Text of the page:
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Maori

Treasure box (papahou) c.1953-4

Wood, feathers, haliotis shell | RCIN 94943

Grand Vestibule, Windsor Castle

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  • A hand-carved rectangular Maori treasure box (papahou) with lid. The box is decorated with Maori masks in profile at either end, each with protruding tongues and haliotis-shell eyes. The lid is carved with sinuous figures with elongated heads and open mouths revealing their teeth. Inside is a black hand-stitched head tie with a red, yellow and white chevron design and two black feathers (probably huia feathers).

    Treasure boxes were traditionally hung on cords from the rafters of the house, and for this reason they often had elaborate carving on their undersides. On this box, the pattern on the lid is repeated underneath. Boxes like this were used to store ornaments, feathers and other precious objects owned by high-ranking individuals.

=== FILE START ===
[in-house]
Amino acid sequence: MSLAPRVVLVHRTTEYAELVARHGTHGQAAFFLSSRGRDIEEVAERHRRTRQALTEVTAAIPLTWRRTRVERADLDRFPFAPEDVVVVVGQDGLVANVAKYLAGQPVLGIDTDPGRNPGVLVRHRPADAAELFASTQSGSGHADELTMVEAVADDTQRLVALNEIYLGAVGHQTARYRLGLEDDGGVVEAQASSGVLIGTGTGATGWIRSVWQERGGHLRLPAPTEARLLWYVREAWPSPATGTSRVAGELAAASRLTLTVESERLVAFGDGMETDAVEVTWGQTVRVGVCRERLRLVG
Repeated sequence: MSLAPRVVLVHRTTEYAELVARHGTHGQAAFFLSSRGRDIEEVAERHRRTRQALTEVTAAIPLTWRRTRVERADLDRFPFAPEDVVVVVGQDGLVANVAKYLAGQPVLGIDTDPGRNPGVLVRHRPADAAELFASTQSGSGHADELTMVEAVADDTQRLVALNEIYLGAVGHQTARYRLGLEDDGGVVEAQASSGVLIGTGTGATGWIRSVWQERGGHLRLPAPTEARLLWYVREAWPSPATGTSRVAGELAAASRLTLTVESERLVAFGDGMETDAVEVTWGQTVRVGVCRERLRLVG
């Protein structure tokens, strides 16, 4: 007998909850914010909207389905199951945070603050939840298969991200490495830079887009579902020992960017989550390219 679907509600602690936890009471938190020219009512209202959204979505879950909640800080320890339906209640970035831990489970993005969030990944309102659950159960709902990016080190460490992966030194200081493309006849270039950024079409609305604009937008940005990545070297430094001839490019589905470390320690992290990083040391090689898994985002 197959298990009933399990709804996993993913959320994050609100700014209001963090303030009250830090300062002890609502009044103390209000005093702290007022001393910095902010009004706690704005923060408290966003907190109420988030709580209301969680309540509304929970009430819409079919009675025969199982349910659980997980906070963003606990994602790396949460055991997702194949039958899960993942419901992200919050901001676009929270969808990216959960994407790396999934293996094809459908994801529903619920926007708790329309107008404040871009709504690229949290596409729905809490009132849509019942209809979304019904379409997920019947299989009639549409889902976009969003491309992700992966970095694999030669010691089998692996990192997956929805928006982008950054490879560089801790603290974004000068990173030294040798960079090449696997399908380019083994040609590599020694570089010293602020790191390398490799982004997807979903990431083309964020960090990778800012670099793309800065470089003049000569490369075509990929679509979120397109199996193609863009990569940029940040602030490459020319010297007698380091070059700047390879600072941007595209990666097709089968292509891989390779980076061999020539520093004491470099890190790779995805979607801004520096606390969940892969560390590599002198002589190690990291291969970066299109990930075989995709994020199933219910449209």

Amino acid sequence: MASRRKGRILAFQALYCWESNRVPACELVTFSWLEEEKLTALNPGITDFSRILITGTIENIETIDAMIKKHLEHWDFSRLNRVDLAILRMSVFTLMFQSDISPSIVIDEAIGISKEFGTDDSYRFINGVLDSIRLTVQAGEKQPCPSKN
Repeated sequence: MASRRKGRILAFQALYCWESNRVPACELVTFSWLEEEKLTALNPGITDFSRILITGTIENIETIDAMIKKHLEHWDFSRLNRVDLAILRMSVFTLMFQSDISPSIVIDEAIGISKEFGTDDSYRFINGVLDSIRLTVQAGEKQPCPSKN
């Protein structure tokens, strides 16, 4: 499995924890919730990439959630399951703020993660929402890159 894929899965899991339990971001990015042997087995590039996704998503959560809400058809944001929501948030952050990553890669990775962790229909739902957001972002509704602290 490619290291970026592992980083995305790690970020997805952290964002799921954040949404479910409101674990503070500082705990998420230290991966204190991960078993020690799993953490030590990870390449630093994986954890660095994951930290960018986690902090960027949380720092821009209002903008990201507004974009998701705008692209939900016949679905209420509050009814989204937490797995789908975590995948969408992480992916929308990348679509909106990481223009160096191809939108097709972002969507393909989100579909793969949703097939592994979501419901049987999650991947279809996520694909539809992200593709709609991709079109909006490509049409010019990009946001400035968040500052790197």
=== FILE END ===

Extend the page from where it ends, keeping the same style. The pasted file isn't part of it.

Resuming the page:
The feathers are traditionally worn as a hair adornment by Maori of high status. They are considered tapu (sacred) because of their contact with the heads of important individuals.
    Provenance

    Presented to Queen Elizabeth II by the Maori of New Zealand at Rotorua in 1954, during her tour of the Commonwealth.

  • Medium and techniques

    Wood, feathers, haliotis shell

  • Alternative title(s)

    Papahou

  • Place of Production

    New Zealand